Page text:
Fred Seward reviewed the September presentation to the Science Working Group, concerning the Users' Committee thoughts about GTO observations. The AXAF Science Working Group members are currently updating their observing programs, and Alan Bunner explained the revised NASA policy about the distribution of GTO time. The Committee discussed the merits of this plan and its effect on potential GO proposals. The Committee considered the plan described below to be conducive to good science and fair to both guaranteed-time and general observers.
The plan has 100% of AXAF time for the first 2 months (after one month of engineering studies and calibration) devoted to GTO observations. 30% of AXAF time from month 3 to month 20 will be GTO time, 15% of time from month 21 to month 60 (or month 36; the committee was almost evenly split between these two numbers) will be GTO time. All remaining time is GO time. GTO observations for the first 20 months will not be subject to competition from GO observations, and no proposals need be written to justify choice of GTO targets, although a brief statement of scientific objective would be needed. Targets will be picked to fill GTO time for months 1-8, before the first NRA. GO observations will then be chosen by peer review to fill the GO time from months 3-8. GTO targets will then be chosen to fill the 30%-time from months 9-20. The second NRA will then solicit proposals for GO targets for the interval 9-20 months.
During the period 1-20 months, members of GTO groups will refrain from proposing as PIs to use GO time. Anyone supported in whole or part with NASA GTO funding will be considered to be part of a GTO group.
After month 20, an explicit policy was not endorsed by the Committee, since several issues need further thought and discussion. Members of GTO groups should probably be allowed to compete as PIs for time outside the 15% allocation, but perhaps general observers should also be allowed to compete for targets specified by GTO groups for the 15% time allocation. Some on the committee thought it would be simpler to remove the GO/GTO distinction after 20 months, while still providing 15% GTO time through the peer review process using an oversubscribed GTO list. It was decided to defer further discussion on 20-month-plus policy until after hearing comments from the Science Working Group on this plan. Steve Kahn also thought that there should be funding available for GOs who would like to work with GTOs on particular targets, but this led to a spirited discussion regarding fairness.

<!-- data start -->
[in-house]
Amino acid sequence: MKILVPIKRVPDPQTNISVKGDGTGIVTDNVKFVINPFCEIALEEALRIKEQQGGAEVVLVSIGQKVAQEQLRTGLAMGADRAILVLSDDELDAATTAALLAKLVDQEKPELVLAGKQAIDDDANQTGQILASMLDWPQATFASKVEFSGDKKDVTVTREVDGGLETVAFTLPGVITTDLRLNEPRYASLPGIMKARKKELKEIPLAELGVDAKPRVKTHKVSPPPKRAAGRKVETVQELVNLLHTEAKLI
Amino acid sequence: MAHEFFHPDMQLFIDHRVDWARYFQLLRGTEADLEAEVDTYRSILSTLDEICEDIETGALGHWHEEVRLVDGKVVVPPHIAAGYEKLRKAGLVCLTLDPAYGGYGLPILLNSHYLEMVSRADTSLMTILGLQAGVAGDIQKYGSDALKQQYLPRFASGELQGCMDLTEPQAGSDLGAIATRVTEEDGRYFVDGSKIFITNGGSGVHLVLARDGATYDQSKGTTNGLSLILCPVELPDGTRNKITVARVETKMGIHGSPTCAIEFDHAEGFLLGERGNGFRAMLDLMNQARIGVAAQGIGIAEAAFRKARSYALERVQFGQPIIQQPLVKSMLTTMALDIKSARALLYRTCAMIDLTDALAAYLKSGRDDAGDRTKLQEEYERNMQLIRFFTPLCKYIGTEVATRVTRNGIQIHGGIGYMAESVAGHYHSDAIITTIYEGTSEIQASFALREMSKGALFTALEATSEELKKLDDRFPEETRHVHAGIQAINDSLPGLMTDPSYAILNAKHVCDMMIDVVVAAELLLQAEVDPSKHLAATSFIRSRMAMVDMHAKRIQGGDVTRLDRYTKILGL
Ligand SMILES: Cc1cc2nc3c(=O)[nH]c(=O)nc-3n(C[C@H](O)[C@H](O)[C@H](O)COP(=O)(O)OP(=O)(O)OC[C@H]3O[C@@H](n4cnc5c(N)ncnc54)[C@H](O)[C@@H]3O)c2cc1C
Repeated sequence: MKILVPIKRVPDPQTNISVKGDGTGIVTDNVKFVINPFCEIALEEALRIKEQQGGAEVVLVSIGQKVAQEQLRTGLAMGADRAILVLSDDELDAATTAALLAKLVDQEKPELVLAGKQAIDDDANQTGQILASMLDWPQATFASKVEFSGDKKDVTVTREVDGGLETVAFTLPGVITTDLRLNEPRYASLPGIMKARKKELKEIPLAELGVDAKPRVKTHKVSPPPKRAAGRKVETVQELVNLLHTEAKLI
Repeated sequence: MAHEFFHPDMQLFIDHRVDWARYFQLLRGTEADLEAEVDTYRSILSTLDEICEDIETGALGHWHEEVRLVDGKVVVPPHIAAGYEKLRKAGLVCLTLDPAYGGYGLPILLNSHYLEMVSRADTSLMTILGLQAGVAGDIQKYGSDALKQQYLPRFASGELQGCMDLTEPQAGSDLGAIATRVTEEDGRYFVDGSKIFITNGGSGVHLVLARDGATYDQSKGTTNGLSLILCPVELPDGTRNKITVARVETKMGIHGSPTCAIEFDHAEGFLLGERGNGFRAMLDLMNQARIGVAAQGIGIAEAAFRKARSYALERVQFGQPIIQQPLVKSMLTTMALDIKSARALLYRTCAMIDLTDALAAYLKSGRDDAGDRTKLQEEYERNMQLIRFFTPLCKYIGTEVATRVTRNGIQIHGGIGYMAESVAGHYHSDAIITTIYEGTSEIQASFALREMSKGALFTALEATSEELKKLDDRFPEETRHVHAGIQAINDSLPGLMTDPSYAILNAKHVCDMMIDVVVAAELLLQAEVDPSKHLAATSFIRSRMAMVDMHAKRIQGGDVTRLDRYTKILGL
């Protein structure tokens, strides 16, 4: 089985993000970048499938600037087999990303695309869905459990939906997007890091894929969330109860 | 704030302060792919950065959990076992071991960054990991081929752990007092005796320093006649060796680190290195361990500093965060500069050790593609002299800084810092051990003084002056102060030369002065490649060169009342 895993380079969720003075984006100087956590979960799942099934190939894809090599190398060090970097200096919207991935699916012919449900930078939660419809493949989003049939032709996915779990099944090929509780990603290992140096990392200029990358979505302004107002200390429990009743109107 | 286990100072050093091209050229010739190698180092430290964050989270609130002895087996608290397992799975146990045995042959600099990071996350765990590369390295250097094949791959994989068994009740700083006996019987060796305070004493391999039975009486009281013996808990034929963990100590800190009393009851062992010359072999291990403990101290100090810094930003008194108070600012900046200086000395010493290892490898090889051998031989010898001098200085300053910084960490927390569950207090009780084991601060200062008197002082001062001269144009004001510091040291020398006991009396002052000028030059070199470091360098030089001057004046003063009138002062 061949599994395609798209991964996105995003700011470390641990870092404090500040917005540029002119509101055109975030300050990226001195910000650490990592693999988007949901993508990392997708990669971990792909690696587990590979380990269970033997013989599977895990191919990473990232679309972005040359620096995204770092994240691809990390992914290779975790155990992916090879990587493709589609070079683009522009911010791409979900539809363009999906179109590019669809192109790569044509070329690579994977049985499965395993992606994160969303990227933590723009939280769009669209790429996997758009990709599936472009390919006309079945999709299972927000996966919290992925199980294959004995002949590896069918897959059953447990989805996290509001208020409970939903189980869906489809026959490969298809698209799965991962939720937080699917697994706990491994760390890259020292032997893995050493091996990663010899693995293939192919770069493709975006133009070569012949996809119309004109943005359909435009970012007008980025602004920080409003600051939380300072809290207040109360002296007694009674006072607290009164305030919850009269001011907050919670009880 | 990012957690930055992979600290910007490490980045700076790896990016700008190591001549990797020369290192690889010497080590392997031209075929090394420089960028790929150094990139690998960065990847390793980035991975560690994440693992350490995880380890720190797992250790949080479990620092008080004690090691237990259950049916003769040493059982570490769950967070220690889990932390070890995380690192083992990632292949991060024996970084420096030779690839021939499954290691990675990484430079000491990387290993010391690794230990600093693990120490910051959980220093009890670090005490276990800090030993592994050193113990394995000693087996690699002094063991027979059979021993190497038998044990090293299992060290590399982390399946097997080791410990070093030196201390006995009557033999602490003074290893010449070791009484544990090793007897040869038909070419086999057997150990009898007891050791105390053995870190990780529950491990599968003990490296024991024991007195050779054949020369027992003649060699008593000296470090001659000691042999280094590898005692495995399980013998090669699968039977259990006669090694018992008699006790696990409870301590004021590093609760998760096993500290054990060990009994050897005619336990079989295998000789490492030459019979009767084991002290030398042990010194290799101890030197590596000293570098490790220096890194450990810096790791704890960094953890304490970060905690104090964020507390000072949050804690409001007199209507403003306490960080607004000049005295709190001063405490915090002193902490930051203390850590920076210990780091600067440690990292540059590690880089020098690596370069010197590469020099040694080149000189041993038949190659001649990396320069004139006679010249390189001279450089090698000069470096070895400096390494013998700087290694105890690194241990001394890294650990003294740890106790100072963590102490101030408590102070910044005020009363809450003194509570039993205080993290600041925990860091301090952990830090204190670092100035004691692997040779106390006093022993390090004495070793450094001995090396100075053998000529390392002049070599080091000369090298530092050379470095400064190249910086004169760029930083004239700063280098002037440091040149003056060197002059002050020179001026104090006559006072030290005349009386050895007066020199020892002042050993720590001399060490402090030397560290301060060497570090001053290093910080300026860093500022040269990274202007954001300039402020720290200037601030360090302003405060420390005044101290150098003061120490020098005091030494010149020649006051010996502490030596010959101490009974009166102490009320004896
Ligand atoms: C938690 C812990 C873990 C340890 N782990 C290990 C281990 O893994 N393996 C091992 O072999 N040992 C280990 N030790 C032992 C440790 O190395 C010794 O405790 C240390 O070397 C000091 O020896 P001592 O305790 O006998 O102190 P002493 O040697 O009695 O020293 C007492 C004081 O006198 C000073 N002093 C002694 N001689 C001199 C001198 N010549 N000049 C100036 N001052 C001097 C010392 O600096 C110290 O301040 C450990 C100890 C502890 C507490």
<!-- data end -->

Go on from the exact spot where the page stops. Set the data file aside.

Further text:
The committee next attempted to define a `conflict' - two proposed observations which are similar enough in character so that only one is chosen to be accomplished. Identical targets, instruments, and observing time is a conflict unless a convincing argument is made for variability (or calibration). What spread in observing time makes the observation `different'? A factor of 4 was proposed with no objections, but no definitive position was established on this issue.
Proprietary data rights for each target will expire 1 year after data goes to the observer. If a long observation is fragmented, it shall be considered `complete' when 80% (or some agreed upon %) of the data are obtained and the proprietary clock will start at that point. It is worth noting that, because of the orbit, fragmentation should be much much less of a problem with AXAF-I than it has been with ROSAT. Projects which involve many targets cannot hang on to the data until 80% of the targets are observed; data rights are considered on a target by target basis.
All `calibration' targets not counted in the allocation of a GTO or GO program will go directly into the public archive. These may indeed be targets (Capella is a stellar example) which are so valuable as calibration sources that calibration should preempt their being chosen for any GTO or GO investigation. The Committee considered it critical to have calibration data accessible early to all observers so that they might use it in their analysis and judge possible errors and uncertainties. It is likely that observers will find something important to bring to the attention of the AXAF calibration team. This suggested approach to calibration targets must also be discussed with the GTO teams (the Science Working Group).